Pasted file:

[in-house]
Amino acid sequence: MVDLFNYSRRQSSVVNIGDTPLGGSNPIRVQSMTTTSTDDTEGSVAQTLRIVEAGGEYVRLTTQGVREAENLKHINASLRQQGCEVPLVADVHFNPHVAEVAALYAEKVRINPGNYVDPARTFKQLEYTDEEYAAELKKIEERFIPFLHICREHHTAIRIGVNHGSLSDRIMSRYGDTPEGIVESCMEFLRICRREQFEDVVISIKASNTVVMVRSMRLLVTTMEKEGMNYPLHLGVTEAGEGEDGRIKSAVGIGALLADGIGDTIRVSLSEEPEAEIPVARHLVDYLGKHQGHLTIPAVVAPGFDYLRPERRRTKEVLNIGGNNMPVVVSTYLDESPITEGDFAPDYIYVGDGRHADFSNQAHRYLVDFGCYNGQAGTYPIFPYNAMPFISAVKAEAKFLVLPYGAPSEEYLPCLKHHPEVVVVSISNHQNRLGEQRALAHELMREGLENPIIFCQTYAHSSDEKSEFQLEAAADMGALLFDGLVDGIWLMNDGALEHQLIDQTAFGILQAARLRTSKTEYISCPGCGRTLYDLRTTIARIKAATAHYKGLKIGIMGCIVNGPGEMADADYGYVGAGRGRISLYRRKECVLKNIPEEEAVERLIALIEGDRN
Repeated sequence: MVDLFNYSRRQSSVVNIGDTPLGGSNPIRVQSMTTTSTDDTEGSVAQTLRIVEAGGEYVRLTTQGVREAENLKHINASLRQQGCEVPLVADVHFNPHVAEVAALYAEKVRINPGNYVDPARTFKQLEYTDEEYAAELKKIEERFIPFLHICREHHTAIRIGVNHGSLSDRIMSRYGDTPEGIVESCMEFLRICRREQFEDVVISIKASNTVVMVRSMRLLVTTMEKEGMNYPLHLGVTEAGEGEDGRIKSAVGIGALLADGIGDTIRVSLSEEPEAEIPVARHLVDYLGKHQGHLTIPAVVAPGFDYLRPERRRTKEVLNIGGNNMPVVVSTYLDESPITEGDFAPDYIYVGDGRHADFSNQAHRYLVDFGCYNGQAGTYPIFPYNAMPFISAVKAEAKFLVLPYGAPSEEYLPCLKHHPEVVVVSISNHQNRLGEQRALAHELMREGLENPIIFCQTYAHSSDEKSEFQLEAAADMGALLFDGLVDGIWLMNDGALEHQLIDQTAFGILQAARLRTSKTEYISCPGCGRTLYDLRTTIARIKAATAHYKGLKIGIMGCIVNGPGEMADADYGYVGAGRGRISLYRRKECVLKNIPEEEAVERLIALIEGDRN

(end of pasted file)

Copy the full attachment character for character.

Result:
[in-house]
Amino acid sequence: MVDLFNYSRRQSSVVNIGDTPLGGSNPIRVQSMTTTSTDDTEGSVAQTLRIVEAGGEYVRLTTQGVREAENLKHINASLRQQGCEVPLVADVHFNPHVAEVAALYAEKVRINPGNYVDPARTFKQLEYTDEEYAAELKKIEERFIPFLHICREHHTAIRIGVNHGSLSDRIMSRYGDTPEGIVESCMEFLRICRREQFEDVVISIKASNTVVMVRSMRLLVTTMEKEGMNYPLHLGVTEAGEGEDGRIKSAVGIGALLADGIGDTIRVSLSEEPEAEIPVARHLVDYLGKHQGHLTIPAVVAPGFDYLRPERRRTKEVLNIGGNNMPVVVSTYLDESPITEGDFAPDYIYVGDGRHADFSNQAHRYLVDFGCYNGQAGTYPIFPYNAMPFISAVKAEAKFLVLPYGAPSEEYLPCLKHHPEVVVVSISNHQNRLGEQRALAHELMREGLENPIIFCQTYAHSSDEKSEFQLEAAADMGALLFDGLVDGIWLMNDGALEHQLIDQTAFGILQAARLRTSKTEYISCPGCGRTLYDLRTTIARIKAATAHYKGLKIGIMGCIVNGPGEMADADYGYVGAGRGRISLYRRKECVLKNIPEEEAVERLIALIEGDRN
Repeated sequence: MVDLFNYSRRQSSVVNIGDTPLGGSNPIRVQSMTTTSTDDTEGSVAQTLRIVEAGGEYVRLTTQGVREAENLKHINASLRQQGCEVPLVADVHFNPHVAEVAALYAEKVRINPGNYVDPARTFKQLEYTDEEYAAELKKIEERFIPFLHICREHHTAIRIGVNHGSLSDRIMSRYGDTPEGIVESCMEFLRICRREQFEDVVISIKASNTVVMVRSMRLLVTTMEKEGMNYPLHLGVTEAGEGEDGRIKSAVGIGALLADGIGDTIRVSLSEEPEAEIPVARHLVDYLGKHQGHLTIPAVVAPGFDYLRPERRRTKEVLNIGGNNMPVVVSTYLDESPITEGDFAPDYIYVGDGRHADFSNQAHRYLVDFGCYNGQAGTYPIFPYNAMPFISAVKAEAKFLVLPYGAPSEEYLPCLKHHPEVVVVSISNHQNRLGEQRALAHELMREGLENPIIFCQTYAHSSDEKSEFQLEAAADMGALLFDGLVDGIWLMNDGALEHQLIDQTAFGILQAARLRTSKTEYISCPGCGRTLYDLRTTIARIKAATAHYKGLKIGIMGCIVNGPGEMADADYGYVGAGRGRISLYRRKECVLKNIPEEEAVERLIALIEGDRN